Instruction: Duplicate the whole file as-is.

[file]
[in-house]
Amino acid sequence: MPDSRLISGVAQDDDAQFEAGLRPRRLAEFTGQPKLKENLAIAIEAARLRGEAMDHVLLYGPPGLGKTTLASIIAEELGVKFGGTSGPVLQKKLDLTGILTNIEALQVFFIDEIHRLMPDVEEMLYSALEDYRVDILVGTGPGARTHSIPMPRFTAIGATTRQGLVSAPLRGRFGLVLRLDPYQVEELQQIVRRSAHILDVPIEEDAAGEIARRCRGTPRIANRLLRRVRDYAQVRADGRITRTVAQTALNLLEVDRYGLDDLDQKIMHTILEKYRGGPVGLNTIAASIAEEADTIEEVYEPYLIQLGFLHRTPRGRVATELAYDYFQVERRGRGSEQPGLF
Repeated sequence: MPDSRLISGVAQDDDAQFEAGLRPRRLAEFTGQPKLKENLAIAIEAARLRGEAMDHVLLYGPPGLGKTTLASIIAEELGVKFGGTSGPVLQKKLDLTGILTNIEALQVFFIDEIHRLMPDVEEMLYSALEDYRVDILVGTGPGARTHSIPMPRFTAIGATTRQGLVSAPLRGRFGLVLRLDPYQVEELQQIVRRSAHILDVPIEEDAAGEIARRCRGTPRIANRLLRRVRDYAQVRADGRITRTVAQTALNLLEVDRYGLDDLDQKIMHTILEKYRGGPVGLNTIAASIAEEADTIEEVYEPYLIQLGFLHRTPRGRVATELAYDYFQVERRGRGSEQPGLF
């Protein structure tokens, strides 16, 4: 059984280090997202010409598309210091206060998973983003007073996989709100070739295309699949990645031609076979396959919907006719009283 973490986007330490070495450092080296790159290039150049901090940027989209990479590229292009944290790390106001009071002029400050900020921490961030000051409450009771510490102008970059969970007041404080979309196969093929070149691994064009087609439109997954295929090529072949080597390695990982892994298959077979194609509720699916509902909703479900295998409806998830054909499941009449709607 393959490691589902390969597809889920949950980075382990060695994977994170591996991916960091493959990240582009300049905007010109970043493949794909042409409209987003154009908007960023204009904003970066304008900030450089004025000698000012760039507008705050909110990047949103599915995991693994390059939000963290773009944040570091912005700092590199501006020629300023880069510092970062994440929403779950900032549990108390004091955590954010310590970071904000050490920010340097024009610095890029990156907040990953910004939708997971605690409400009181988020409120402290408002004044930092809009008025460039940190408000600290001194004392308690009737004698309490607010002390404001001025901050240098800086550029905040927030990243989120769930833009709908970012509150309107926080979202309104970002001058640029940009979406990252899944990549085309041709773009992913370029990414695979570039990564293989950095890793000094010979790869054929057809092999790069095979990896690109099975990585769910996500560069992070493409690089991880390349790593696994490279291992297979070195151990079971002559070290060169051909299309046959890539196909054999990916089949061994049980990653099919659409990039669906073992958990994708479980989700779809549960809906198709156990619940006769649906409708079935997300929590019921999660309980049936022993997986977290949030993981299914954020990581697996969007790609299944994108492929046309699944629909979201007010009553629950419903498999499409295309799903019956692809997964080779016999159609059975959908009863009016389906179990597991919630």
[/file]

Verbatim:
[in-house]
Amino acid sequence: MPDSRLISGVAQDDDAQFEAGLRPRRLAEFTGQPKLKENLAIAIEAARLRGEAMDHVLLYGPPGLGKTTLASIIAEELGVKFGGTSGPVLQKKLDLTGILTNIEALQVFFIDEIHRLMPDVEEMLYSALEDYRVDILVGTGPGARTHSIPMPRFTAIGATTRQGLVSAPLRGRFGLVLRLDPYQVEELQQIVRRSAHILDVPIEEDAAGEIARRCRGTPRIANRLLRRVRDYAQVRADGRITRTVAQTALNLLEVDRYGLDDLDQKIMHTILEKYRGGPVGLNTIAASIAEEADTIEEVYEPYLIQLGFLHRTPRGRVATELAYDYFQVERRGRGSEQPGLF
Repeated sequence: MPDSRLISGVAQDDDAQFEAGLRPRRLAEFTGQPKLKENLAIAIEAARLRGEAMDHVLLYGPPGLGKTTLASIIAEELGVKFGGTSGPVLQKKLDLTGILTNIEALQVFFIDEIHRLMPDVEEMLYSALEDYRVDILVGTGPGARTHSIPMPRFTAIGATTRQGLVSAPLRGRFGLVLRLDPYQVEELQQIVRRSAHILDVPIEEDAAGEIARRCRGTPRIANRLLRRVRDYAQVRADGRITRTVAQTALNLLEVDRYGLDDLDQKIMHTILEKYRGGPVGLNTIAASIAEEADTIEEVYEPYLIQLGFLHRTPRGRVATELAYDYFQVERRGRGSEQPGLF
């Protein structure tokens, strides 16, 4: 059984280090997202010409598309210091206060998973983003007073996989709100070739295309699949990645031609076979396959919907006719009283 973490986007330490070495450092080296790159290039150049901090940027989209990479590229292009944290790390106001009071002029400050900020921490961030000051409450009771510490102008970059969970007041404080979309196969093929070149691994064009087609439109997954295929090529072949080597390695990982892994298959077979194609509720699916509902909703479900295998409806998830054909499941009449709607 393959490691589902390969597809889920949950980075382990060695994977994170591996991916960091493959990240582009300049905007010109970043493949794909042409409209987003154009908007960023204009904003970066304008900030450089004025000698000012760039507008705050909110990047949103599915995991693994390059939000963290773009944040570091912005700092590199501006020629300023880069510092970062994440929403779950900032549990108390004091955590954010310590970071904000050490920010340097024009610095890029990156907040990953910004939708997971605690409400009181988020409120402290408002004044930092809009008025460039940190408000600290001194004392308690009737004698309490607010002390404001001025901050240098800086550029905040927030990243989120769930833009709908970012509150309107926080979202309104970002001058640029940009979406990252899944990549085309041709773009992913370029990414695979570039990564293989950095890793000094010979790869054929057809092999790069095979990896690109099975990585769910996500560069992070493409690089991880390349790593696994490279291992297979070195151990079971002559070290060169051909299309046959890539196909054999990916089949061994049980990653099919659409990039669906073992958990994708479980989700779809549960809906198709156990619940006769649906409708079935997300929590019921999660309980049936022993997986977290949030993981299914954020990581697996969007790609299944994108492929046309699944629909979201007010009553629950419903498999499409295309799903019956692809997964080779016999159609059975959908009863009016389906179990597991919630």